Mother’s emotional rollercoaster during pregnancy can fill their babies with fear and sadness

EVANSTON, Ill. — Pregnant women who experience wide fluctuations in stress give birth to children who can suffer from fear, sadness, and distress, a new study reveals. Researchers at Northwestern University say their work shows how these fluctuations, also known as lability, affect children’s development before they are even born.

Previous studies have shown how stress can affect unborn children, but this is the first to examine the effect on the ebb and flow of feeling stress at different times.

“Research often examines stress as a static, unchanging construct—one that is either high or low, present or absent—but most of us have a lot of ebbs and flows in our stress depending on what is going on around us,” says lead study author Leigha MacNeill, a research assistant professor of medical social sciences at Northwestern University Feinberg School of Medicine, in a media release.

“That variability is inherent in our daily lives, so this lability is capturing an important aspect of stress and offers insight into how to measure stress going forward. This is of particular importance as we work to closely capture the maternal-fetal environment as it relates to how babies develop over time.”

For example, Dr. MacNeill explained, one mother who has consistent levels of stress over pregnancy and another mother who moves between very low and very high levels of stress during pregnancy may in the end have a similar average level of stress across that time, but that average may not best capture meaningful differences in what the fetus experiences.

“There may be something about that gestational experience, when a mother moves between extremes, that shapes the child’s disposition toward negative emotions,” MacNeill continues. “That kind of stress pattern could reflect instability in daily life experiences, unpredictable external stressors or instability in how a mother perceives her lived experiences, which may have important implications for children’s emotional development.”

Can doctors help mothers-to-be avoid stress?

The study author also says that having a better understanding of the nature of stress during pregnancy may help to prevent its negative effects. It could lead to helping mothers remain consistently calm before or at the onset of pregnancy, especially when experiencing uncontrollable life events. Since most expecting parents receive some form of prenatal care, Dr. MacNeill says, doctors should incorporate stress measures and management into those visits.

Published in the journal Infancy, the researchers sent participants a series of questionnaires. Although they didn’t set out to test pandemic-related stress, they used COVID’s arrival as part of the study, with some participants completing questionnaires before the pandemic began, some before and during, and some completely during the pandemic.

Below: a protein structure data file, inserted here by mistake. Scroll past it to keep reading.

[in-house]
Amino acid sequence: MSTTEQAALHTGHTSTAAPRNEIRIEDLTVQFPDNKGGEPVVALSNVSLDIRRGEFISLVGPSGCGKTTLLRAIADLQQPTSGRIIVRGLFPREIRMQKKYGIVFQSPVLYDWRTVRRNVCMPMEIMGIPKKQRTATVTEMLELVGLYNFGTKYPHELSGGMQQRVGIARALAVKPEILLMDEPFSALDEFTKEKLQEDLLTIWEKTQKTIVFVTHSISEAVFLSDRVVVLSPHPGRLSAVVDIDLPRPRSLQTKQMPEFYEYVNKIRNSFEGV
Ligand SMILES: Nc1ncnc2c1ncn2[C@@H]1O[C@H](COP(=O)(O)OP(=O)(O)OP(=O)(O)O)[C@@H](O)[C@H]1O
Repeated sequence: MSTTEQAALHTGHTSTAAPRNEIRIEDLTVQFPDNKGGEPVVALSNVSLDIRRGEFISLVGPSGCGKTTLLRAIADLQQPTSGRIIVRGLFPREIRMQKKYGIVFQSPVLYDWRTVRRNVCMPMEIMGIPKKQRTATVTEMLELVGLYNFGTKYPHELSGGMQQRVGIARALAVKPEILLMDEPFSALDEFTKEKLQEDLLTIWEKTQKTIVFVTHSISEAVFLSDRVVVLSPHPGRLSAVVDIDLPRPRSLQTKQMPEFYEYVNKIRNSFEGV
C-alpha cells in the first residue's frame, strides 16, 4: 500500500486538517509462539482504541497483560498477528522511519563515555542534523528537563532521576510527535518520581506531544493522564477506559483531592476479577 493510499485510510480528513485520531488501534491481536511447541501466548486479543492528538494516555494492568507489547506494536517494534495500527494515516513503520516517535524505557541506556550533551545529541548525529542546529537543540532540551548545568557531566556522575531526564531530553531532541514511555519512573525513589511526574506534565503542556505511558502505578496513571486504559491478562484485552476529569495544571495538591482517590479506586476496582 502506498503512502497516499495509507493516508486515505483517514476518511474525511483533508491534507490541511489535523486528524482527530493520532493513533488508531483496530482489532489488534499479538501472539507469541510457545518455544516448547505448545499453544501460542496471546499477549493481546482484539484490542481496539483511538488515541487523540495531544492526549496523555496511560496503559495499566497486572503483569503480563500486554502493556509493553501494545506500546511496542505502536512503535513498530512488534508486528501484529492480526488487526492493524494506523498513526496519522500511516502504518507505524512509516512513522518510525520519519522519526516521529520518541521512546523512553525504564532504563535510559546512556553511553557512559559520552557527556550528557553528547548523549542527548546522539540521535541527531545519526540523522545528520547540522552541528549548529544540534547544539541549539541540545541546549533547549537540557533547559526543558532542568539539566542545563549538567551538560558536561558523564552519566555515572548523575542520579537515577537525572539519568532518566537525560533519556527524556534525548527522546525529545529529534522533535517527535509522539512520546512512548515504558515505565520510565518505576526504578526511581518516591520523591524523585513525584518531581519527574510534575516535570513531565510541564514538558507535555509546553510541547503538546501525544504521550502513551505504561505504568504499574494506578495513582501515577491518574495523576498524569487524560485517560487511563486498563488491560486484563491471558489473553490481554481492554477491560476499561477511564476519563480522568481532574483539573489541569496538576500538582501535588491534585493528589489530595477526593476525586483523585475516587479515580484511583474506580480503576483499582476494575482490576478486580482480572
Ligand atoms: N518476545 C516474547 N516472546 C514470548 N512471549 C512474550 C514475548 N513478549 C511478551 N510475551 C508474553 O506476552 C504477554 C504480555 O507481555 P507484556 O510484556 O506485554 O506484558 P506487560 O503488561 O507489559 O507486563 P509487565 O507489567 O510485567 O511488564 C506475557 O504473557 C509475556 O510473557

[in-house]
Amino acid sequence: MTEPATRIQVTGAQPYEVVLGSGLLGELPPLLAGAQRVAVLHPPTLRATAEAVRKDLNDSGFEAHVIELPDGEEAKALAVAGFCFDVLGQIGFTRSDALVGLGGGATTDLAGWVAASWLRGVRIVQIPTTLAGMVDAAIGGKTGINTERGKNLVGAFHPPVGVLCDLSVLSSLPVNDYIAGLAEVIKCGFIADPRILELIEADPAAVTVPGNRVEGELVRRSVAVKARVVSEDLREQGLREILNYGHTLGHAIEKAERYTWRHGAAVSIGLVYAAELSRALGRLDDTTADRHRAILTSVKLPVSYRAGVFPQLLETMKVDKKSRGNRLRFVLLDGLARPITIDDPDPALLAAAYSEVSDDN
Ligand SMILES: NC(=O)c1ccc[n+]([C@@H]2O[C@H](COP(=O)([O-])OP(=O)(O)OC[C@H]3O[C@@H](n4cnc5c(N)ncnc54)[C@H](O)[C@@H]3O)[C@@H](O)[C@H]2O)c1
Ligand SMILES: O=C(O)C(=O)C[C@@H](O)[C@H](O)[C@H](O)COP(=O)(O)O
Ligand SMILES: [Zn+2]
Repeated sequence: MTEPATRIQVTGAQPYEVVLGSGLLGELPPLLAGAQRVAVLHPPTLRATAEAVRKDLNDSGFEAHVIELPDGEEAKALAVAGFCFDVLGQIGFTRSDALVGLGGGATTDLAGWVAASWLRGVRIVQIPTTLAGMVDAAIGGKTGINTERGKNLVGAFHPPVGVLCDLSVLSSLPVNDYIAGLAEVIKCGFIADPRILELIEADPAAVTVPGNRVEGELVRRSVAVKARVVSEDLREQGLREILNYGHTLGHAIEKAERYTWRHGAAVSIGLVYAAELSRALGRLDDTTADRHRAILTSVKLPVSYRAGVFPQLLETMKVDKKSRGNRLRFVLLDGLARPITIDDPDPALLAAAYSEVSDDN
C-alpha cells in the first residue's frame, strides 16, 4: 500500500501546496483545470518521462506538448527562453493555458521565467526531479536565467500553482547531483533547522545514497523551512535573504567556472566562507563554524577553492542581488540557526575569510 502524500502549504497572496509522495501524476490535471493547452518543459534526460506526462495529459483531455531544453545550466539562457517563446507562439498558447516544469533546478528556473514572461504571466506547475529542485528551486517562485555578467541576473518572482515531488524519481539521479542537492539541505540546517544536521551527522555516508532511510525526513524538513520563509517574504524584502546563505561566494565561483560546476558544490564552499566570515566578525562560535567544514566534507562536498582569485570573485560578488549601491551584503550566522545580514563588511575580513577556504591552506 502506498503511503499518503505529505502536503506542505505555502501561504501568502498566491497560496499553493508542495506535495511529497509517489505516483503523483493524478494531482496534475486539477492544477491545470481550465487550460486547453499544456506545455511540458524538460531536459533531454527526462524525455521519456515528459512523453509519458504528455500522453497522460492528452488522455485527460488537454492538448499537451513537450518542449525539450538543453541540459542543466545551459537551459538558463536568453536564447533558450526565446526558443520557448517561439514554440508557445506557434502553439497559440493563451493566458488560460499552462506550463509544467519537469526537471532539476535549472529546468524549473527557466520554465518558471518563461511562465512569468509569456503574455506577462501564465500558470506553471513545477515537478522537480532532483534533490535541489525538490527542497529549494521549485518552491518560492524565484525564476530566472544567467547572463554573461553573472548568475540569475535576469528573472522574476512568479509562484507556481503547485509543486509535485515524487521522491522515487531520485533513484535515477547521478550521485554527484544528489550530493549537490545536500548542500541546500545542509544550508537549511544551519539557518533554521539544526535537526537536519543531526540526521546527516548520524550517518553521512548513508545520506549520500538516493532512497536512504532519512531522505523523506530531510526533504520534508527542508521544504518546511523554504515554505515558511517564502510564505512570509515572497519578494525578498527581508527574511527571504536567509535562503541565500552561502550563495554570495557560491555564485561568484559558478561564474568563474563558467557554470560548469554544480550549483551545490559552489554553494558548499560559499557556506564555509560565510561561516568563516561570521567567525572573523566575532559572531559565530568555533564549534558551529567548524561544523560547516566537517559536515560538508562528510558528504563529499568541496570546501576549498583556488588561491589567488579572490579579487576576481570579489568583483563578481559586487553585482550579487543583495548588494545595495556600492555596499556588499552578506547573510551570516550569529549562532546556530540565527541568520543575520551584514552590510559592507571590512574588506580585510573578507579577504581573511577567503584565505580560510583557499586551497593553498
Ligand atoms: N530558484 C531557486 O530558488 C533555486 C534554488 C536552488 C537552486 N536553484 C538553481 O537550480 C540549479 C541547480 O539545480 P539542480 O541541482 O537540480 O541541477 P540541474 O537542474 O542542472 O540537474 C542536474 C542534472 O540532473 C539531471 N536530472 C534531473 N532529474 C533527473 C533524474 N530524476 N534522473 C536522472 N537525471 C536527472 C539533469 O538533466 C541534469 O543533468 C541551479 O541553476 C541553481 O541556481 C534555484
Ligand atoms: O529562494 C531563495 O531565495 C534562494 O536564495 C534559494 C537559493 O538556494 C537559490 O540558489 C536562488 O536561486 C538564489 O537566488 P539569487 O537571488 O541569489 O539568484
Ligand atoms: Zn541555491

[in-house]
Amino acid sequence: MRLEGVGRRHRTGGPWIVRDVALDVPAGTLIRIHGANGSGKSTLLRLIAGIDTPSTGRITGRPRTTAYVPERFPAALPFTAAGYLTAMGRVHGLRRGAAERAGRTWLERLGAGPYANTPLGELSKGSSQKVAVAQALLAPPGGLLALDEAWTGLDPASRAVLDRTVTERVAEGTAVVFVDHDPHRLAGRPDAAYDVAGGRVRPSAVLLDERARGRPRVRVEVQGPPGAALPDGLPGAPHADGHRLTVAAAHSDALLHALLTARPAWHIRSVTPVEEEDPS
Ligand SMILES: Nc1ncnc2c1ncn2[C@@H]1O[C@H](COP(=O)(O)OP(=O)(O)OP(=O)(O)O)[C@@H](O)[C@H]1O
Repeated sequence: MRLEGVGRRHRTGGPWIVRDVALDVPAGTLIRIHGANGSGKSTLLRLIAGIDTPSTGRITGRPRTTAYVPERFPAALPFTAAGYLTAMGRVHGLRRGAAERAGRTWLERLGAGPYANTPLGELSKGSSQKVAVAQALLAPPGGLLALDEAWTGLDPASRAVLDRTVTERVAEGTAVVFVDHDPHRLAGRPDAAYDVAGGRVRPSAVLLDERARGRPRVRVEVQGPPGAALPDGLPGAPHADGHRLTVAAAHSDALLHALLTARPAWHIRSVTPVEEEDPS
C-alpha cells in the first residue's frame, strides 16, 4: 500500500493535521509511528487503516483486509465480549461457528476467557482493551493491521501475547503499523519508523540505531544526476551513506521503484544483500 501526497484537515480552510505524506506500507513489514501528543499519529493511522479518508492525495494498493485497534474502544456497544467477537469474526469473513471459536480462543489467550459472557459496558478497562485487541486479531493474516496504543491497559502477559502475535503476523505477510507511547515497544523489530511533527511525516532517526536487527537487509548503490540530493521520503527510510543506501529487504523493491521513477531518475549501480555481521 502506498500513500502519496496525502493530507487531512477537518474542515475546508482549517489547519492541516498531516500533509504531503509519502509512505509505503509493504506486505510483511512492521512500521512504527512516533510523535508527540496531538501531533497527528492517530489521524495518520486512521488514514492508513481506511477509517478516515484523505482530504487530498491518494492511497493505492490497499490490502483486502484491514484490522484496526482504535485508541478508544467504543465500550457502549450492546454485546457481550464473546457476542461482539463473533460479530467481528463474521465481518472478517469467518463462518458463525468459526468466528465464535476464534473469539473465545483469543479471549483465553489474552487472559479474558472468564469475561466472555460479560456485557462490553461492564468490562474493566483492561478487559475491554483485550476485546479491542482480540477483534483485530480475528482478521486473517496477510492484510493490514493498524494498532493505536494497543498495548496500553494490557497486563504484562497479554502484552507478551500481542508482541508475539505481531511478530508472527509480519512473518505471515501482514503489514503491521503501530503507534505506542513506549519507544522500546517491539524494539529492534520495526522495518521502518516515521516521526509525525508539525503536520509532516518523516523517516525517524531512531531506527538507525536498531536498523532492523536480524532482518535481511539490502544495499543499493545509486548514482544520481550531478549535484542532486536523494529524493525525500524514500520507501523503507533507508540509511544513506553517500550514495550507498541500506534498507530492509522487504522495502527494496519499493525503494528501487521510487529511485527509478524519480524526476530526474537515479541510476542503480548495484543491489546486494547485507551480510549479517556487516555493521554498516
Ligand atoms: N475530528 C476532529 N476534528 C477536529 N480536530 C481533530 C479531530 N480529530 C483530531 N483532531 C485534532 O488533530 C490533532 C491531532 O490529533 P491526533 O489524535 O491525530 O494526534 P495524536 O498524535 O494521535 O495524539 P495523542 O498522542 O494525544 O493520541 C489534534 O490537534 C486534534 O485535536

“We asked about general stress—not pandemic-related stress,” MacNeill explains. “But we took advantage of the occurrence of the pandemic during the course of the study to see if we could detect its impact on mothers’ experiences.”

“We found that mothers’ stress patterns were unrelated to the timing of the pandemic. Mothers reported similar levels of stress regardless of whether their stress measurements occurred before or during the pandemic.”

The study authors measured pregnant individuals’ stress up to four times a day for 14 weeks using questions sent to the participants’ phones. They identified three types of stress: stress at the first assessment (baseline), average or typical levels of stress across the 14-week period, and the amount a person changed in their stress from one time to the next across the 14-week period (lability).

The authors measured infants’ negative emotions via a temperament questionnaire given to mothers when their infants were three months-old. Mothers answered questions about their child’s sadness, distress to limitations, and fearfulness — for example, how much they clung to their parent when encountering an unfamiliar adult.

This formed an overall negative affect average score.

‘Parents are the ones who can soothe their infants’

Since studying stress fluctuations during pregnancy is a relatively new idea, the authors say that more research is necessary before a clear understanding can emerge of how stress impacts developing fetuses.

“This is a really early index (three months), so we’d want to see how consistent their negative affect levels are in the first year of life,” MacNeill says. “Parents are the ones who can soothe their infants and be really responsive to their needs, and as infants grow, there are things parents can do to help the child navigate situations and learn to regulate and cope with their negative emotions.”

“This study illustrates that links between parent and child are based on genes as well as experiences, even before birth,” concludes Dr. Matthew Davis, chair of the department of pediatrics at Feinberg and the Ann & Robert H. Lurie Children’s Hospital of Chicago, who did not directly take part in the study.

“One of the most important approaches to having a less distressed child is to support expectant parents and minimize their stress during pregnancy. That can be accomplished through clinical care, social supports and policies that are family- and pregnancy-friendly.”

South West News Service writer Danny Halpin contributed to this report.

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